Tiger Woods finished second at this weekend’s PGA Championship.
But the biggest story of the day was the resurgence of Woods, who at one stage was just a shot out of the lead midway through the back nine.
Woods and Koepka played nine holes of a practice round on Wednesday, and the 14-time major champion knew what he was up against.
The old adage that nobody remembers who finishes second is nearly always born out in reality, but you get the sense that this will be far from the case when the story of the 100th PGA Championship is told. “I hit it good on the back nine. So I knew this was going to be a struggle to try and piece together a round and I did”.
Tiger Woods shot his best final round in a major, 6-under 64, to finish second – two strokes back. “But like I said, I bounced back fine and I still had a great chance”. He birdied five of the first eight holes then closed with 10 consecutive pars and finished four off the pace of Koepka, who took his second consecutive US Open triumph in June at Shinnecock.
At the year’s final major, he reiterated that claim. He started his round at 4-under for the tournament.
Woods broke with his own convention by waiting to warmly congratulate Koepka as the champion walked from the course. “And then Brooks hit it very close on 16 after making his on 15, and I was kind of up against it from there”.
The PGA Championship is never mentioned first in any discussion about which is the best of golf’s four major championships.
Brooks Koepka of U.S. acknowledges the crowd after making a putt for birdie on the ninth green during the final round of the 2018 PGA Championship.
However, Koepka was immune to the pressure and calmly went about his business. The fans, sensing that they were about to witness a part of history, were willing him on, chanting, “Let’s go Tiger, ” as if they were at a playoff baseball game rooting their team on to the World Series. “So I knew he was making noise and I was looking at the leaderboards, I always do on Sunday, because I want to know where I stand and what I need to do to win”.
Former KU All-American Ryan Vermeer sizes up the birdie putt he made on No. 8 at Bellerive on Friday in the 100th PGA as John Daly waits his turn.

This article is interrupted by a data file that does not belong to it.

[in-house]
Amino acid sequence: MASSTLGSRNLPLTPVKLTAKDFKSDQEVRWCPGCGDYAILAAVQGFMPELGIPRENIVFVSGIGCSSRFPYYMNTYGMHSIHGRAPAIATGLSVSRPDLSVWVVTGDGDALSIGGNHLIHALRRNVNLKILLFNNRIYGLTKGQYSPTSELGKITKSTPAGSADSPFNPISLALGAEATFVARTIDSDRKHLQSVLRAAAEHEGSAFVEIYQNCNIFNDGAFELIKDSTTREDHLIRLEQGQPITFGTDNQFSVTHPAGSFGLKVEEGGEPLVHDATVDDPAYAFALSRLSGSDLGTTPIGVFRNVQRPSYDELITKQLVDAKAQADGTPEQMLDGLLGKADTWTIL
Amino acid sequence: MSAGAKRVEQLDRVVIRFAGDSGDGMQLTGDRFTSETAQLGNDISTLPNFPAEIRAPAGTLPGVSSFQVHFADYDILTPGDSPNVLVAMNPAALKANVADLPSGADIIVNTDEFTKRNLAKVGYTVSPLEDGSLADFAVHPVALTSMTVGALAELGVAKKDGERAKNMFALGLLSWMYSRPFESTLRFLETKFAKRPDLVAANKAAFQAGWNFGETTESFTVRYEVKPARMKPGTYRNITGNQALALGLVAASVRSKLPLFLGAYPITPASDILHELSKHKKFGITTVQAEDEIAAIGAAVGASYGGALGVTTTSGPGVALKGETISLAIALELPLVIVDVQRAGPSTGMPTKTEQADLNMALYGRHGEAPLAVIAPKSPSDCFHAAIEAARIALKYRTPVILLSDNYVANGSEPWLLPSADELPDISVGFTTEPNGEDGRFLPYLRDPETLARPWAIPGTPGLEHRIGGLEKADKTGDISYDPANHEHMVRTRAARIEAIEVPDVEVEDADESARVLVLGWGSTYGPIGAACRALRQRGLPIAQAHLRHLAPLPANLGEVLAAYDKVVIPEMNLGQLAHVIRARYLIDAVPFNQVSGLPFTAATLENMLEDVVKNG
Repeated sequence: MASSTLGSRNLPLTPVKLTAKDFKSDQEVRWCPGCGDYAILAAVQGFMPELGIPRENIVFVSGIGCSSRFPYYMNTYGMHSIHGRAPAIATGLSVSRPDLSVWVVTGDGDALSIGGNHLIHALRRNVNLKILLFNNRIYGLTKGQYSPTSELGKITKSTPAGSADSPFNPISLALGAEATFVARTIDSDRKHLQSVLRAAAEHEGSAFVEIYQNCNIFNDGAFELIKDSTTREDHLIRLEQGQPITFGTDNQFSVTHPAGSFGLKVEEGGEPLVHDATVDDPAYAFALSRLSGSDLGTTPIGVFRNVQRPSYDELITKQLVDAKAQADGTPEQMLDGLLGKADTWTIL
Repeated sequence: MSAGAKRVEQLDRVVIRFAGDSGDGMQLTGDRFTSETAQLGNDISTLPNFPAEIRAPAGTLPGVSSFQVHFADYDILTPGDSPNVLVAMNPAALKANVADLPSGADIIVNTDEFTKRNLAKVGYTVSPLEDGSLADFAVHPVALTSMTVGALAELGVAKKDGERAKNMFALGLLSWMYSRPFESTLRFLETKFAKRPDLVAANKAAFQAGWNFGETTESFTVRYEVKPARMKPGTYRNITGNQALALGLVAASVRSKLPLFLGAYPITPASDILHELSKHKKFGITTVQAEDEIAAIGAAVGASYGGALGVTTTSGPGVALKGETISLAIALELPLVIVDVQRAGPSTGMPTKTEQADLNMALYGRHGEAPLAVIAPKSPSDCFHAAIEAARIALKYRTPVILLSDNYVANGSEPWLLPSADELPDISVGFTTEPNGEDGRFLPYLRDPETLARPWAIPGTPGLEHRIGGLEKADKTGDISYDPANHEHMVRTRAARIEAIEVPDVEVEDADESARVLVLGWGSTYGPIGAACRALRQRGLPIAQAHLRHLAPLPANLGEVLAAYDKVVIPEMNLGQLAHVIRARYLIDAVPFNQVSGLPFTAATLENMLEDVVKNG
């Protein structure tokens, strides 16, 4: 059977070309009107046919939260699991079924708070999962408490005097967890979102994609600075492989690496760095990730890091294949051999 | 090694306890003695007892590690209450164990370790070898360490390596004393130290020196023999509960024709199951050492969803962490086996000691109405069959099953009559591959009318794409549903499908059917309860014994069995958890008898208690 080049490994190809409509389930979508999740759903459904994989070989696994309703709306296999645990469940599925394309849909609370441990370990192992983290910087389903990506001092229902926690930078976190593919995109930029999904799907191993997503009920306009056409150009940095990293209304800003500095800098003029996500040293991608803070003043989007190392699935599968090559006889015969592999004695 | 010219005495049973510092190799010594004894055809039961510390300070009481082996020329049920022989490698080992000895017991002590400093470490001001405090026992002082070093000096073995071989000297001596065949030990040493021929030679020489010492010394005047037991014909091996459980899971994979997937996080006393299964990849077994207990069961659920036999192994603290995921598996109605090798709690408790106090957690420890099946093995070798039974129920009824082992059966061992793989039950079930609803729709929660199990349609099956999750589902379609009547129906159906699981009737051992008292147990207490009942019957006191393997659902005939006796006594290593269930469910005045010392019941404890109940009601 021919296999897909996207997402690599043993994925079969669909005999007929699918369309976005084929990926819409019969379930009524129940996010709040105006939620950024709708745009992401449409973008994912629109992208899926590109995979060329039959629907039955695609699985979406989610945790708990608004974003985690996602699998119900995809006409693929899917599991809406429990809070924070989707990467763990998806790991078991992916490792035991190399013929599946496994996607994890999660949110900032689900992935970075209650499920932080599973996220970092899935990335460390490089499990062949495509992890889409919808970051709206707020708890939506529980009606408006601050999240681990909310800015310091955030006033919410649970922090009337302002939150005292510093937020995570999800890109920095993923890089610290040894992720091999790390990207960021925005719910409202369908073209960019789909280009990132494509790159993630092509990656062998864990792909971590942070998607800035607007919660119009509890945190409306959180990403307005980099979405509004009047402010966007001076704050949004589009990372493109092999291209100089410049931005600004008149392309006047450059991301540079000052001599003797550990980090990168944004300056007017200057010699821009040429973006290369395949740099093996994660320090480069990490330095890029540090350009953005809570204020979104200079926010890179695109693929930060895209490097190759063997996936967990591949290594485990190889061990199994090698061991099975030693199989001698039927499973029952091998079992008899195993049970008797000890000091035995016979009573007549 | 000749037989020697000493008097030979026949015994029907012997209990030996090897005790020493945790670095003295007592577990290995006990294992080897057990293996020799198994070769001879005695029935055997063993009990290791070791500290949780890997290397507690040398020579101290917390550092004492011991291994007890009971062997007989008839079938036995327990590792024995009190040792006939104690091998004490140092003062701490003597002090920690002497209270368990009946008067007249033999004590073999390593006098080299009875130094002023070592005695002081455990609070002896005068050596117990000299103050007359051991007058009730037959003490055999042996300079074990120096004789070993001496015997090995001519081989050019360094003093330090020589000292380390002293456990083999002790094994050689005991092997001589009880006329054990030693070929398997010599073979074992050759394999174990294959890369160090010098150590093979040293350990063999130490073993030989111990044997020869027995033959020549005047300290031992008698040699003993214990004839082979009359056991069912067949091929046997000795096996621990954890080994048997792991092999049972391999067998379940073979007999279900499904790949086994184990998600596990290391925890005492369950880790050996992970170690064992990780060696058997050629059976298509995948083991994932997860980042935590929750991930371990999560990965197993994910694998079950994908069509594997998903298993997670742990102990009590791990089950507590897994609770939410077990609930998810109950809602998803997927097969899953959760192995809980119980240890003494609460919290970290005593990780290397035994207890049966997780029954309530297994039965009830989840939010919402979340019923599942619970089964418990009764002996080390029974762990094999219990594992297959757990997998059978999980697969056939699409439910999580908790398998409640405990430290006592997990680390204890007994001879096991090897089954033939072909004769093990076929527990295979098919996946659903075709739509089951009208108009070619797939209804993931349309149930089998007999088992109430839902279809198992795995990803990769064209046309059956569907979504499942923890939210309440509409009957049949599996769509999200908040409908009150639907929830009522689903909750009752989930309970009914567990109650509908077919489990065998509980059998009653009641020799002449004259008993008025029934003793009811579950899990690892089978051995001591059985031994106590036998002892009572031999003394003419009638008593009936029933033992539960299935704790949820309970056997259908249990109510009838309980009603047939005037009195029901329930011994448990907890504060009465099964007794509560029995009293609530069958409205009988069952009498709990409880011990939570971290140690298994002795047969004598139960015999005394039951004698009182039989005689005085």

“I got off to a really slow start, so I was not super-comfortable early in the round”, Scott said.
The 28-year-old, who is ranked 75th in the world, watched his tee shot pitch on the front fringe of the green before rolling in to huge roars from the galleries which could be heard around the course.
And yet Thomas and the rest of his Tour colleagues are very aware of just how special Koepka is, and how insane it is that someone with four PGA Tour wins has claimed three of the last six major titles.
The 14-time major victor fired his lowest final round in a major, a six-under par-64, on Sunday to finish second at the PGA Championship – and a career once seen as over might just have some magic left in it after all.
It says a lot about how far Ryan Fox has come this year at the pointy end of professional golf that there was a cool detachment, rather than any wild celebration, over his best ever performance at a major.
Deadlocked for the lead with Scott and only one stroke ahead of Woods, Koepka sank a 10-foot birdie putt at the par-4 15th and a six-foot birdie putt at the par-3 16th then parred the last two holes to secure the victory.
“Brooks had chances on those couple of holes and missed, and I had chances and made them and got myself right in there”. He had to settle for a 69 and was eight shots behind, with 27 players in front of him. His third-round 62 showed that he was hitting the ball well, as did the $42,500 winner’s check he took him. But everything is trending in the right direction. “I don’t think it will be rocket science for [me] to figure out what’s missing, if anything”.